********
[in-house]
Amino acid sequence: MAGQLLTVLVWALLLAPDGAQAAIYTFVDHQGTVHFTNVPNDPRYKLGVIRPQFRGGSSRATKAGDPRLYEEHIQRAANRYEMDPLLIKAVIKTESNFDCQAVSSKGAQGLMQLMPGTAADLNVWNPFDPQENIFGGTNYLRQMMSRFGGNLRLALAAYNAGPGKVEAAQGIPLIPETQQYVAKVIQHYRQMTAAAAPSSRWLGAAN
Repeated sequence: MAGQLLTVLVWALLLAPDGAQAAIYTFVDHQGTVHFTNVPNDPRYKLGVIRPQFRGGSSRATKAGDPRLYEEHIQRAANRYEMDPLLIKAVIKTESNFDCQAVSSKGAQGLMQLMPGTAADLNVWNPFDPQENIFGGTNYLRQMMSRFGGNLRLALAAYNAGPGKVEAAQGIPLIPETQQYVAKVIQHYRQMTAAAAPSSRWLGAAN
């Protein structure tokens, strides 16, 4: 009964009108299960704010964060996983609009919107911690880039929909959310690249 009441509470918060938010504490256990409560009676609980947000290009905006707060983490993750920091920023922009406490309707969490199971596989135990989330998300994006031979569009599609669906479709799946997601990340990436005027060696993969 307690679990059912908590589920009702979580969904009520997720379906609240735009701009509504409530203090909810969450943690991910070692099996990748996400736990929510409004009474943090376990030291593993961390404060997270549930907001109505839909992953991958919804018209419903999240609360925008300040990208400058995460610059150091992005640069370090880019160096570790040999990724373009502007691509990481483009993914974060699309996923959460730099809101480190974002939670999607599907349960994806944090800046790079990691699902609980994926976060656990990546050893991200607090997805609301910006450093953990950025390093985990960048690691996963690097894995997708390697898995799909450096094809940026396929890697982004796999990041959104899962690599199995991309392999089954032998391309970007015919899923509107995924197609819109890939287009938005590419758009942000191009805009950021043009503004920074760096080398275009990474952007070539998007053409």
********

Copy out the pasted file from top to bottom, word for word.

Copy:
[in-house]
Amino acid sequence: MAGQLLTVLVWALLLAPDGAQAAIYTFVDHQGTVHFTNVPNDPRYKLGVIRPQFRGGSSRATKAGDPRLYEEHIQRAANRYEMDPLLIKAVIKTESNFDCQAVSSKGAQGLMQLMPGTAADLNVWNPFDPQENIFGGTNYLRQMMSRFGGNLRLALAAYNAGPGKVEAAQGIPLIPETQQYVAKVIQHYRQMTAAAAPSSRWLGAAN
Repeated sequence: MAGQLLTVLVWALLLAPDGAQAAIYTFVDHQGTVHFTNVPNDPRYKLGVIRPQFRGGSSRATKAGDPRLYEEHIQRAANRYEMDPLLIKAVIKTESNFDCQAVSSKGAQGLMQLMPGTAADLNVWNPFDPQENIFGGTNYLRQMMSRFGGNLRLALAAYNAGPGKVEAAQGIPLIPETQQYVAKVIQHYRQMTAAAAPSSRWLGAAN
């Protein structure tokens, strides 16, 4: 009964009108299960704010964060996983609009919107911690880039929909959310690249 009441509470918060938010504490256990409560009676609980947000290009905006707060983490993750920091920023922009406490309707969490199971596989135990989330998300994006031979569009599609669906479709799946997601990340990436005027060696993969 307690679990059912908590589920009702979580969904009520997720379906609240735009701009509504409530203090909810969450943690991910070692099996990748996400736990929510409004009474943090376990030291593993961390404060997270549930907001109505839909992953991958919804018209419903999240609360925008300040990208400058995460610059150091992005640069370090880019160096570790040999990724373009502007691509990481483009993914974060699309996923959460730099809101480190974002939670999607599907349960994806944090800046790079990691699902609980994926976060656990990546050893991200607090997805609301910006450093953990950025390093985990960048690691996963690097894995997708390697898995799909450096094809940026396929890697982004796999990041959104899962690599199995991309392999089954032998391309970007015919899923509107995924197609819109890939287009938005590419758009942000191009805009950021043009503004920074760096080398275009990474952007070539998007053409």